Pampers Baby Dry Review
The strong, but not unanimous, consensus about Pampers Baby Dry is that this cheaper line of diapers from a leading brand is a good deal. Many caregivers are drawn to Baby Dry first for the price and ultimately stick with the product for performance, fit, and comfort. Scores of reviews on sites such as Amazon and Viewpoints attest to their ability to keep babies dry and prevent leakage; in other words, they rank high on the absorbency meter. Baby Dry is so reliable, one parent writes, that she is sure to use them on days when it's not possible to change her child's diaper frequently. Many parents report that Baby Dry holds a lot, seemingly more than other brands, and doesn't cause skin irritations.
And yet, we came across a number of critical reviews complaining about the usual diaper-related disappointments: blowouts, leakage, and rashes. Some feedback contends that this line isn't as soft as Pampers' pricier Swaddlers and Cruisers diapers, looks and feels low quality, doesn't fit as well, and requires many daytime changes -- forget about overnight. There was also some grousing about hard-to-use tabs.
Pampers Baby Dry (from 24 cents/diaper, Amazon) claims to provide up to 12 hours of dryness while the baby sleeps. A wide core and multiple layers, including one that's stamped with a raised pattern, are identified in product marketing as the protective features. There are stretchy sides, an adjustable waist, and a cotton-like feel to the outer shell, which is decorated with Sesame Street characters. These diapers come in seven sizes, starting with newborn for babies weighing less than 10 pounds, and climbing up to size 6 for toddlers weighing 35 pounds and more. Unlike other bargain-priced diapers, Pampers Baby Dry features a wetness indicator for all sizes.
This line from Pampers sits at the top of the Cheapism price range. Parents of heavy wetters may want to use a cheaper brand for daytime and relegate Baby Dry to nighttime duty to stretch their value.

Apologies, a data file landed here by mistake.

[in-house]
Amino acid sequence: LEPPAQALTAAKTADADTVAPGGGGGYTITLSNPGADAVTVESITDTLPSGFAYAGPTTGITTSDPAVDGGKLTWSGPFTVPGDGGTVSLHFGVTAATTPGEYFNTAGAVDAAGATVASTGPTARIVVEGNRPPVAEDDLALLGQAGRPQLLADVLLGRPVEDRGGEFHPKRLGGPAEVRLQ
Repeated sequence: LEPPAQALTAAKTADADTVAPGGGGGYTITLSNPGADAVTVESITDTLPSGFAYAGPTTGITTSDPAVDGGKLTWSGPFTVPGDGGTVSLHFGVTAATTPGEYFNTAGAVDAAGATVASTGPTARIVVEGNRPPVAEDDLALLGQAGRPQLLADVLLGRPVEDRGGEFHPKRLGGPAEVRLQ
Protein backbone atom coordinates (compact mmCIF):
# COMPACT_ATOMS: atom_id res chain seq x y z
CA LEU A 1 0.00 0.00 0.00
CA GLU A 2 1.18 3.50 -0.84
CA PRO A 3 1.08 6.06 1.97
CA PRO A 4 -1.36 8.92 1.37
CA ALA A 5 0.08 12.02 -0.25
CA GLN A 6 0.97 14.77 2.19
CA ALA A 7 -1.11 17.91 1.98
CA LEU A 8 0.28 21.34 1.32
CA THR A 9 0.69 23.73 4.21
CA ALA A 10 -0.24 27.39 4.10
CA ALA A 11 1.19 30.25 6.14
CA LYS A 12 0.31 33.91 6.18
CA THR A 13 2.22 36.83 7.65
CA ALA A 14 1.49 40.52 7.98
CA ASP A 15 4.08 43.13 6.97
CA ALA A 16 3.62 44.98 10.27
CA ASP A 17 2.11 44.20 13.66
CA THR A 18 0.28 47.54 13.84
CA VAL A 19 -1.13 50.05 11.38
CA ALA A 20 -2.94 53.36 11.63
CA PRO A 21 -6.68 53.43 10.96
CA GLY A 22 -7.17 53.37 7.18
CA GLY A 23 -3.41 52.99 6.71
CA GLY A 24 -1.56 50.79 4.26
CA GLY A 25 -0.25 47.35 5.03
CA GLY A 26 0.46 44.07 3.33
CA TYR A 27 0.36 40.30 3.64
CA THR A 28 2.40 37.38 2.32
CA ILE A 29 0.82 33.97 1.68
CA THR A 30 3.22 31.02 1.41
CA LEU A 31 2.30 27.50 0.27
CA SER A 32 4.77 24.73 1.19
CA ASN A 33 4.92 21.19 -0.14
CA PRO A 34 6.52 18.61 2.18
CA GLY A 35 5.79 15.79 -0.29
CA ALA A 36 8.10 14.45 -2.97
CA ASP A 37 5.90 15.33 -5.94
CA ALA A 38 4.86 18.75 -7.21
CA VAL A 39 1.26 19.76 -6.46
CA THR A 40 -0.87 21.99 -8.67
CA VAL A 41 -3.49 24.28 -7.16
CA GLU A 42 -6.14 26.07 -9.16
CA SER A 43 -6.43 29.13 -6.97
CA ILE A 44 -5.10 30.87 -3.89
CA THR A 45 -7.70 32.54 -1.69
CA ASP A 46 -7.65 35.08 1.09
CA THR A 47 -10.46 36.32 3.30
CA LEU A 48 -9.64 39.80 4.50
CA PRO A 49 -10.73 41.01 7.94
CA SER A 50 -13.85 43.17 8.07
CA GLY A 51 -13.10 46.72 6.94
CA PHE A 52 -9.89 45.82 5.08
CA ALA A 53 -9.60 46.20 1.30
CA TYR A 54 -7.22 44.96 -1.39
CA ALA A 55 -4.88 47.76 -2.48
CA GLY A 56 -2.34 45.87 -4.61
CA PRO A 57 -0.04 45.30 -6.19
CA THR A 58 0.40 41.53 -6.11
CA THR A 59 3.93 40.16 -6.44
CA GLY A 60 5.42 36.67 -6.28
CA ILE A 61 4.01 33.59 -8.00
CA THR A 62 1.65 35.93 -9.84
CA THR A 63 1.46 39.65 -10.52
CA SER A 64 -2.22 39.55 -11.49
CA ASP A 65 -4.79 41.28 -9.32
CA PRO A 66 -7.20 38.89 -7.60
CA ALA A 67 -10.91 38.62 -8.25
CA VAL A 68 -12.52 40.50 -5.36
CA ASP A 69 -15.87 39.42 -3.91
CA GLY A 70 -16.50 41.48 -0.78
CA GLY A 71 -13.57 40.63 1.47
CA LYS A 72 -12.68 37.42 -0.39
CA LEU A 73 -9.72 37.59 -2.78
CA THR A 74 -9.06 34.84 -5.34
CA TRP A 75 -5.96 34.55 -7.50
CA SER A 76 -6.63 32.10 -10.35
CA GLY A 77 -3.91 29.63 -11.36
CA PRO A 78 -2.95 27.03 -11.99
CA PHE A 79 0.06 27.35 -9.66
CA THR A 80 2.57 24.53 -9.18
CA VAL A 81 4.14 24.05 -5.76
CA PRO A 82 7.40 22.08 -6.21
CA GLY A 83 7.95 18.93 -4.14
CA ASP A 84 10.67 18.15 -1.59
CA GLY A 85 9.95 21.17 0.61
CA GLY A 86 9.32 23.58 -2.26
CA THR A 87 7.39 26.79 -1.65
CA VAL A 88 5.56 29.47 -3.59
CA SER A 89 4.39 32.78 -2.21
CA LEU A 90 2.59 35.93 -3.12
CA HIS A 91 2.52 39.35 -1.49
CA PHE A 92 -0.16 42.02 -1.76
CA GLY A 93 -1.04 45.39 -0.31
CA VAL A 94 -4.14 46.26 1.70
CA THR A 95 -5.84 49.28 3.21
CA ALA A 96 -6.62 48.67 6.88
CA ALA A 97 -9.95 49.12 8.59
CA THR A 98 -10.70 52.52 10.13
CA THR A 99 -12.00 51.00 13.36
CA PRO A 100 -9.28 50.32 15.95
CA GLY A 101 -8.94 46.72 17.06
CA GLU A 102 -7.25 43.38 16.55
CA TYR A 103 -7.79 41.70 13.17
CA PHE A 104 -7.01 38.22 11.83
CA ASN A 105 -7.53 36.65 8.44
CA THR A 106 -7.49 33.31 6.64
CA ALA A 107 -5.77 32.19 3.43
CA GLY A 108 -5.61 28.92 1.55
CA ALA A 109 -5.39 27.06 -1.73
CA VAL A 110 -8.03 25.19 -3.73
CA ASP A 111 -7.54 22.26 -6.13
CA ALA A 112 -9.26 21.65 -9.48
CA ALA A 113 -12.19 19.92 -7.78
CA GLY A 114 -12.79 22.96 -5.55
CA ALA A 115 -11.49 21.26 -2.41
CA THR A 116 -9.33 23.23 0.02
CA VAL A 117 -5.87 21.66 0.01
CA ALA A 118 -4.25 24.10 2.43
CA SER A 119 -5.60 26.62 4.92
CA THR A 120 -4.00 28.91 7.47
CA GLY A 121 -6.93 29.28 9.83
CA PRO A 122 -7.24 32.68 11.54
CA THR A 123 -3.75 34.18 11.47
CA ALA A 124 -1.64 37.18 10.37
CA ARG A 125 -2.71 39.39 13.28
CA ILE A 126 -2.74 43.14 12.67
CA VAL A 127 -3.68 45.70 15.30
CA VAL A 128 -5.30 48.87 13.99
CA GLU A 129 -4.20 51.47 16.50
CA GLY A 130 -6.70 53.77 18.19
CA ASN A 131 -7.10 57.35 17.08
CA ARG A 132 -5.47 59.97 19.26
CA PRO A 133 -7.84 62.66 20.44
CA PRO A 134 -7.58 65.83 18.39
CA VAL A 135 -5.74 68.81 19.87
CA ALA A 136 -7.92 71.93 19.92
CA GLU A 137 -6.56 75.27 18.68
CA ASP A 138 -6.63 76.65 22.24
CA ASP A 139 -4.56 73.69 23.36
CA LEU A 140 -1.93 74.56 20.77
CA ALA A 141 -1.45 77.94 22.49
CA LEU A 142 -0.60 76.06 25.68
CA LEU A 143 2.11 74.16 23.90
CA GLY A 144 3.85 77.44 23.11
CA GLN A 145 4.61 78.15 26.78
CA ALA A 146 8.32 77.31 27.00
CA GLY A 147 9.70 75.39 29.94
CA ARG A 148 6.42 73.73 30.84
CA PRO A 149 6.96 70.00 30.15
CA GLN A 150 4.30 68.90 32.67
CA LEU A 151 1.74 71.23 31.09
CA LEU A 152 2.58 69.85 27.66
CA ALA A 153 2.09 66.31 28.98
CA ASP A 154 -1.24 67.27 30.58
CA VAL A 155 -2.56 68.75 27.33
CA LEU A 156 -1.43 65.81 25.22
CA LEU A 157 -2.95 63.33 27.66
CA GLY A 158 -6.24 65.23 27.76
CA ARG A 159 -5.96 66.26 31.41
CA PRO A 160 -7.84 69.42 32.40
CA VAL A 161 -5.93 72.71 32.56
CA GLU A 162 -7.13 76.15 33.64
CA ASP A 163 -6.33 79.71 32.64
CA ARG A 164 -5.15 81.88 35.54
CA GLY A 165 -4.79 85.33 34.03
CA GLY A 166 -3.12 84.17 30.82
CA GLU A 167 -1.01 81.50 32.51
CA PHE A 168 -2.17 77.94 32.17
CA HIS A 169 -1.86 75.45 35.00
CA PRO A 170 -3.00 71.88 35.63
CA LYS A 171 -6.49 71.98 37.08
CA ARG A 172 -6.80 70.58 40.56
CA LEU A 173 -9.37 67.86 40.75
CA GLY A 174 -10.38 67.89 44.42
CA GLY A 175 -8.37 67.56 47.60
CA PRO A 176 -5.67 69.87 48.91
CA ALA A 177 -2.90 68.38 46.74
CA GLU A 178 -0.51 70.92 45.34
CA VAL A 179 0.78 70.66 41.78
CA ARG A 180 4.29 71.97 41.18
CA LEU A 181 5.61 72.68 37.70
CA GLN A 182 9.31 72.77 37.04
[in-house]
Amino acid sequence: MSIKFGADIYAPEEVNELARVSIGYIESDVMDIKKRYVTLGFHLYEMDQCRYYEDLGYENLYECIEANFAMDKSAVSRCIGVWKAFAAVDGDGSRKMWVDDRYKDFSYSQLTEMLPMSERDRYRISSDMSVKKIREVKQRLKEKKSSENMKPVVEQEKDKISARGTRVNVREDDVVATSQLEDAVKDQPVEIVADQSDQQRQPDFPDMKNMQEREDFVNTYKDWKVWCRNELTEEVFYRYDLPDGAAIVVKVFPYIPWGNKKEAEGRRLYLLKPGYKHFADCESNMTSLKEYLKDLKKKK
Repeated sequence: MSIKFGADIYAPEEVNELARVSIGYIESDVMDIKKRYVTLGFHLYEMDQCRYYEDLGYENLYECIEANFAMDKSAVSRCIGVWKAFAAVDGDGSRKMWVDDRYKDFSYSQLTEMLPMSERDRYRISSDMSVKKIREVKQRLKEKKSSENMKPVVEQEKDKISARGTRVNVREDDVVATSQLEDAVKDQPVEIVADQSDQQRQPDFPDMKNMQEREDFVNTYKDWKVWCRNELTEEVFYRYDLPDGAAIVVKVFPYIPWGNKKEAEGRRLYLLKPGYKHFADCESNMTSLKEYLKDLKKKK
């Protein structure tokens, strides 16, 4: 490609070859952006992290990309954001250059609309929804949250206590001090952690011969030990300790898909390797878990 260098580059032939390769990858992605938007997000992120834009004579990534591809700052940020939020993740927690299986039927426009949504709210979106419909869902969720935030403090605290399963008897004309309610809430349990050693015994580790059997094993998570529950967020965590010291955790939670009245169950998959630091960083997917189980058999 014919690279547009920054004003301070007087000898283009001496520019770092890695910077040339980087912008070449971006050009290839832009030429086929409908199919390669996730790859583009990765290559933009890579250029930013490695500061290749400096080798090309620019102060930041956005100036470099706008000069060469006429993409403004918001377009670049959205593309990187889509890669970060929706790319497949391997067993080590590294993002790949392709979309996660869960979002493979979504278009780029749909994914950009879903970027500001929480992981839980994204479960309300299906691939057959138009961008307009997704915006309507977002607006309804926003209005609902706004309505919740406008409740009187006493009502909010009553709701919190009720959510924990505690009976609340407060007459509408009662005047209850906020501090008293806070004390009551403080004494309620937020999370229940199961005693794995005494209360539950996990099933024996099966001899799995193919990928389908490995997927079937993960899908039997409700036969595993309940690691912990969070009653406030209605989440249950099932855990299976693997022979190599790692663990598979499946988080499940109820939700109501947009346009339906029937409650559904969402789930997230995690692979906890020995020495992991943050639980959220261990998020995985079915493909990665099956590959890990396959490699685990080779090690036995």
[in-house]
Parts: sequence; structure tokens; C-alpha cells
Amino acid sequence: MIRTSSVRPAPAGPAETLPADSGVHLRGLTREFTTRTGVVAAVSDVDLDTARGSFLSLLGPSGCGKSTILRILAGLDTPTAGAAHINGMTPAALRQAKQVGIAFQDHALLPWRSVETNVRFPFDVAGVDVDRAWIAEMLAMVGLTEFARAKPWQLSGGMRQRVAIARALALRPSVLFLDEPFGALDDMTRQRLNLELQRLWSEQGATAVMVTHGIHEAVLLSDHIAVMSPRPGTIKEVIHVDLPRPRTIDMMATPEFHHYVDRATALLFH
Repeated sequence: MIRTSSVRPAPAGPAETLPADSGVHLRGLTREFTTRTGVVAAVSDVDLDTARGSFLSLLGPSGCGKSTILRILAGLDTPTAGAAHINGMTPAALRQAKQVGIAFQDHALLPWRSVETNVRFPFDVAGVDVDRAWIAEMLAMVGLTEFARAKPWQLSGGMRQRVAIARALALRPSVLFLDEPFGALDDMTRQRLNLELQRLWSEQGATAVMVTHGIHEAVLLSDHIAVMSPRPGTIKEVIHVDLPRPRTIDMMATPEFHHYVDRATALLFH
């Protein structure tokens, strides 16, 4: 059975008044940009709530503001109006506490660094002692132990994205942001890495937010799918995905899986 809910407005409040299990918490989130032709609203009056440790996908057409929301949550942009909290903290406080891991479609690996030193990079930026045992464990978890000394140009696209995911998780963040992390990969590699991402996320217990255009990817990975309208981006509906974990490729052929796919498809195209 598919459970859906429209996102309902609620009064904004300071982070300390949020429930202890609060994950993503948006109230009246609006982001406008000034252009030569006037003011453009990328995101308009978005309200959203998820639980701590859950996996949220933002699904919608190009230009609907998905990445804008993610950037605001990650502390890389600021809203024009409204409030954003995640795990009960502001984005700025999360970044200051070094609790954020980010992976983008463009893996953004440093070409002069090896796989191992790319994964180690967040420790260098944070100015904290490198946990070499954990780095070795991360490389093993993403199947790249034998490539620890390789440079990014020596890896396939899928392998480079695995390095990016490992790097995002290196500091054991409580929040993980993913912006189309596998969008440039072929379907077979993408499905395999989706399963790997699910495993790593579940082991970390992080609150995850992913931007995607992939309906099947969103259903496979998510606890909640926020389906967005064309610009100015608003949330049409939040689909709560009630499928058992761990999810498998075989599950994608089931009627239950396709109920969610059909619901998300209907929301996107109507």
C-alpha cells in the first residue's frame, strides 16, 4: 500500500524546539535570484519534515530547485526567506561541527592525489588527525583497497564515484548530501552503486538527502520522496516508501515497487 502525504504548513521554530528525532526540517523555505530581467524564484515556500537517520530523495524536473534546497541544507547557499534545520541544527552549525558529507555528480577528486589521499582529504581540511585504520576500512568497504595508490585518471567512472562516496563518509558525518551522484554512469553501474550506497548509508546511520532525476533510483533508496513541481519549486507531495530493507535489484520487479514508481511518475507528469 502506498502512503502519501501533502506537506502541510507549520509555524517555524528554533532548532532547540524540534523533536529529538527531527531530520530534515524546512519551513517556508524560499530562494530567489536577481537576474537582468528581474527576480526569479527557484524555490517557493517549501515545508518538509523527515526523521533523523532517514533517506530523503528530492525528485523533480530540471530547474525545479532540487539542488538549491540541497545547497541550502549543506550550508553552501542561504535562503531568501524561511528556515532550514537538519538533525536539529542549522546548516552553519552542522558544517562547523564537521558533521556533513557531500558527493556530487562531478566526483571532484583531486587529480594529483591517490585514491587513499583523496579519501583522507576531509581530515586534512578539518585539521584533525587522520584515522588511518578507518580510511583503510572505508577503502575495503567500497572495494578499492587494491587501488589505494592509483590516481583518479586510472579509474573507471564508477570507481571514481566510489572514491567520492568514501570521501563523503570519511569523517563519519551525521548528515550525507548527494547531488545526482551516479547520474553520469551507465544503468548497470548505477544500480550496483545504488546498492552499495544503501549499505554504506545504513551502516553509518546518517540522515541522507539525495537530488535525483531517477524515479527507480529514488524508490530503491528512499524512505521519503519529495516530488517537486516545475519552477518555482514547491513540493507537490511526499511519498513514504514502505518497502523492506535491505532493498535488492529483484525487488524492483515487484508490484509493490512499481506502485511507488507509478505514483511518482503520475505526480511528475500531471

Walgreens Well Beginnings Review
Frequent specials, such as buy-one-get-one-free, often mean these diapers are available at rock-bottom prices, but Walgreens Well Beginnings reviews suggest buyers should think twice before plunging ahead. The house-brand product's performance seems to be as varied as the sales sticker. While some reviewers are partial to Walgreens baby diapers, most are more impressed with low prices than overall quality.
The newborn size earns an average 3.3 stars on the company website, where some parents commend the performance and sizing, as well as the price, while others complain about skin breakouts and leakage. Well Beginnings reviews of size 4 are more consistently positive. Some assert they beat out the name-brand competition (e.g., Huggies and Pampers) for leakage and absorbency, but others contend the cheap price is deceiving because the baby goes through more diapers. We also read posts claiming that the diaper material doesn't absorb quickly or hold liquid well, so the diapers often sag and require frequent changing -- some say almost immediately after urination. A few say Parent's Choice diapers, Walmart's in-house brand, are cheaper and do a better job.
Some feedback posted at Viewpoints links these diapers to rashes on the wearers despite the fact that the brand boasts a soft, hypoallergenic lining. Aside from the discomfort that accompanies skin irritations, these diapers also lose points with reviewers for comfort and feel; several contend Well Beginnings isn't as soft as other brands.
Walgreens Well Beginnings diapers come in seven sizes, starting with newborn for babies weighing 10 pounds or less. Like most other bargain diaper brands, this one maxes out at size 6 for toddlers weighing 35 pounds and up. The waist and side panels are soft and stretchy. The hypoallergenic inner liner features botanicals, vitamin E, and aloe.
Although many reviews urge stocking up when offered at deep discounts, the regular list price is on par with bigger-name and better-performing brands. Unless the price is too good to pass up, don't bother, especially if the baby is a heavy wetter.